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Asexual Reproduction Stifles Potential Change Essay Sample

Asexual Reproduction Stifles Potential Change Pages
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Reproduction is “the act or process of reproducing; specifically: the process by which plants and animals give rise to offspring and which fundamentally consists of the segregation of a portion of the parental body by a sexual or asexual process and its subsequent growth and differentiation into a new individual”, as stated by the Merriam- Webster English Dictionary. Sexual reproduction is a process whereby the female gamete fuses with the male gamete to form a zygote, which potentially develops into genetically different offspring. Essentially this means, we combine the genetic information from two individuals of different types or sexes in order to produce a new individual. Asexual reproduction, or agamogenesis, on the other hand is, as stated by Wikipedia, “a mode of reproduction by which offspring arise from a single parent and inherit the genes of that parent only”. Basically, it is reproduction without the fusion of gametes and the offspring produced will be genetic copies of the parent. Asexual reproduction can be advantageous in many ways, for example, due to the fact that the formation of gametes is not necessary, the process of bringing them together is not required, and the involvement of another organism is non-essential, it occurs much faster than sexual reproduction.

Asexual lineages can increase their numbers rapidly because all their members can produce viable offspring. Comparatively, in populations which reproduce sexually, some of the individuals are male, and therefore cannot produce offspring themselves; therefore in an idealistic situation with a sexual population half composed of males, an asexual lineage would have roughly double the rate of population growth. Additionally, asexual reproduction may be advantageous, for example, in cases of low population density, where organisms are able to reproduce without a partner- there does not need to be energy expended finding and courting a partner for reproduction. Change is synonymous to evolution over a period of time, and biological evolution is defined as “any genetic change in a population that is inherited over several generations” by The WorldBook Encyclopedia. For genetic change to occur in a population, genetic recombination must take place, resulting in gradual diversifications of the traits of a species.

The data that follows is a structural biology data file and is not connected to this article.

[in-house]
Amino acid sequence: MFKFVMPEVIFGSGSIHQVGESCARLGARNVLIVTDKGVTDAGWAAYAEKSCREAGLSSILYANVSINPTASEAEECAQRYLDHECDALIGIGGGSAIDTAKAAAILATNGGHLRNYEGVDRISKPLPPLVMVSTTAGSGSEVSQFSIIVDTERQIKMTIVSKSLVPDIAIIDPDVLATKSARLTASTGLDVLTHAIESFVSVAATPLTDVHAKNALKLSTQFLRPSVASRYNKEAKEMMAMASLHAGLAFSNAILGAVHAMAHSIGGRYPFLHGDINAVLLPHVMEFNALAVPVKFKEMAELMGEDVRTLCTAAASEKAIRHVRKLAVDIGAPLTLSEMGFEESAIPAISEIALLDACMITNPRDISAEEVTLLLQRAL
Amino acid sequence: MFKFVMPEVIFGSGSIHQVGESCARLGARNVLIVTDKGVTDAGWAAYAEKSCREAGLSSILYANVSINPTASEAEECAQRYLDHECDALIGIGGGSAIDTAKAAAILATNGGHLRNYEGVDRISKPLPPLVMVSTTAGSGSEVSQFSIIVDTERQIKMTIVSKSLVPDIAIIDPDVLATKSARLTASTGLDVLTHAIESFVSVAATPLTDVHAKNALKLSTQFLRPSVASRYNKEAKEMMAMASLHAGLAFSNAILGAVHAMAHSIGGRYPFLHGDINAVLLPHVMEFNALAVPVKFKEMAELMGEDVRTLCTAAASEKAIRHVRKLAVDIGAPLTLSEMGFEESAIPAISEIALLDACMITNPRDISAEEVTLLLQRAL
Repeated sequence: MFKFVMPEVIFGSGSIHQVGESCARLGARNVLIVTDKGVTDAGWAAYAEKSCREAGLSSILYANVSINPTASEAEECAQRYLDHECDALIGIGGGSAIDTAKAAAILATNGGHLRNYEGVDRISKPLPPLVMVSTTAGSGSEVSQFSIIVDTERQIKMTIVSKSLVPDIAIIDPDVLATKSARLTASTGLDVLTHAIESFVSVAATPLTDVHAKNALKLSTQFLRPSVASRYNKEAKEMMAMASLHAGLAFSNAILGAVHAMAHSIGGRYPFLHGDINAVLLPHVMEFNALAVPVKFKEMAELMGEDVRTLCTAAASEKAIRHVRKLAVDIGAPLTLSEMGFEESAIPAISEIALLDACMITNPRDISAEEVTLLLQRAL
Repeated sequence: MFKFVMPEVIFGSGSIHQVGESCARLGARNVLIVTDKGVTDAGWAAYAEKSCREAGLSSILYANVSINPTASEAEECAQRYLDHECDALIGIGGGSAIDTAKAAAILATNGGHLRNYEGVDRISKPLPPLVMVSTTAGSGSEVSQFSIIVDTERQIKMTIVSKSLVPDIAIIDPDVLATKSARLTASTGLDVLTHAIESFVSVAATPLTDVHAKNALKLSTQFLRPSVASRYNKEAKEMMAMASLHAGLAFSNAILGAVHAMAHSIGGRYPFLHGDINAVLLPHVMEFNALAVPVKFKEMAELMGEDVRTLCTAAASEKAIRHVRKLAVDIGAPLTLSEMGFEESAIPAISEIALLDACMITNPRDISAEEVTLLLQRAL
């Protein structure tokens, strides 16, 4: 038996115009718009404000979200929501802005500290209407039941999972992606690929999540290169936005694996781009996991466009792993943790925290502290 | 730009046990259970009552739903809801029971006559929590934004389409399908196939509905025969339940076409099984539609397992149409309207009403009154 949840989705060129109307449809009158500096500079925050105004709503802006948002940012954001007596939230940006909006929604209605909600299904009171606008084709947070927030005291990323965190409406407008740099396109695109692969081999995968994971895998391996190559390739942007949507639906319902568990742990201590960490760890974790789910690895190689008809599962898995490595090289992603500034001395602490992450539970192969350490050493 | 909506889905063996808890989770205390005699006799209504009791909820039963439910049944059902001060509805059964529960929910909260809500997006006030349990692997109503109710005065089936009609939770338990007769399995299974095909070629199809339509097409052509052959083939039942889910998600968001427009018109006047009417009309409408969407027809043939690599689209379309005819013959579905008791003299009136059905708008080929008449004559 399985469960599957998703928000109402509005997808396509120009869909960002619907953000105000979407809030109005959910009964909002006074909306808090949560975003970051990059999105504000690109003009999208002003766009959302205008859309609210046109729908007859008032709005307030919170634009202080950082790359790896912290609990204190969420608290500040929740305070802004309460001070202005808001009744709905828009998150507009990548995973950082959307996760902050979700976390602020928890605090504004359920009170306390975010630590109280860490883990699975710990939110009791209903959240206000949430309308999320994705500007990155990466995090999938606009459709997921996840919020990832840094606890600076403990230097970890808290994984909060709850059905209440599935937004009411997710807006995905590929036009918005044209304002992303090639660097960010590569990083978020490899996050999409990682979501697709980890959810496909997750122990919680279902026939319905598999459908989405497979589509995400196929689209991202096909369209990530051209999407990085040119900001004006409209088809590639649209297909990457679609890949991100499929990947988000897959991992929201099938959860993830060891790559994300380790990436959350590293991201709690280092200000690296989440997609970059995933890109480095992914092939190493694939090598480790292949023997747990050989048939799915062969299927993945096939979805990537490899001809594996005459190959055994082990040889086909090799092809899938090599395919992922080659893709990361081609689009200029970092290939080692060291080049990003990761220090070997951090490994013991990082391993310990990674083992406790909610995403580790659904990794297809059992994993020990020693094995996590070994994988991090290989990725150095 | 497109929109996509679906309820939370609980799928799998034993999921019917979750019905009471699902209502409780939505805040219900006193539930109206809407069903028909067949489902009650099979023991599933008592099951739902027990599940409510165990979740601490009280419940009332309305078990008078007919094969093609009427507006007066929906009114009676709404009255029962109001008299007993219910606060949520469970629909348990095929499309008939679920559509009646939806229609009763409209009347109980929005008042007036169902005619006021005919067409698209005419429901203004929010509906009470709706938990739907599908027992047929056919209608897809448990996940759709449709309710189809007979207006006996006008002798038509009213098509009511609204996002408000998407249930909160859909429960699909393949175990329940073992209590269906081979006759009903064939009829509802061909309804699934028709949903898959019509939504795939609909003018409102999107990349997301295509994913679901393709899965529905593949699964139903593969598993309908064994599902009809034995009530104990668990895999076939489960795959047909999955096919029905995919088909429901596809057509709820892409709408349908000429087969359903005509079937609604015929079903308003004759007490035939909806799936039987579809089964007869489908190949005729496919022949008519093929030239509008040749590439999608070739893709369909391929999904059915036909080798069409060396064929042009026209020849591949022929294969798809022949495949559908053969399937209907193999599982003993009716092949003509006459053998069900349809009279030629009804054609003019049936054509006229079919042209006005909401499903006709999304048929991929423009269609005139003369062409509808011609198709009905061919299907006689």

In asexual reproduction, because there is no fusion of gametes, the new organism which is produced inherits all of its chromosomes from one parent and thus is a genetically similar or identical copy of the parent. This lack of genetic recombination results in fewer genetic alternatives than with sexual reproduction. This manner of similarity may be beneficial, in cases where the organism’s genotype is well suited to a stable environment, however if the environment is constantly changing, it may be disadvantageous. For example, if an unfamiliar predator or pathogen enters the environment, the entire asexual lineage would likely be wiped out by it. On the other hand, a sexual lineage has a higher likelihood of having more members survive due to the genetic recombination which produces a new genotype in each individual.

From this insight, it becomes clear to us that in terms of biological evolution, or change, asexual reproduction would be a disadvantageous process. According to an article published by ‘Nature’ magazine in 2007, proof of this phenomenon can be seen scientifically today in the arbuscular mycorrhizas fungi, an asexually reproducing organism, is identical to fossil records dating back to 460 million years ago. If, after 460 million years, the organism remained identical, then definitely we can conclude that indeed, asexual reproduction stifles the potential for change.

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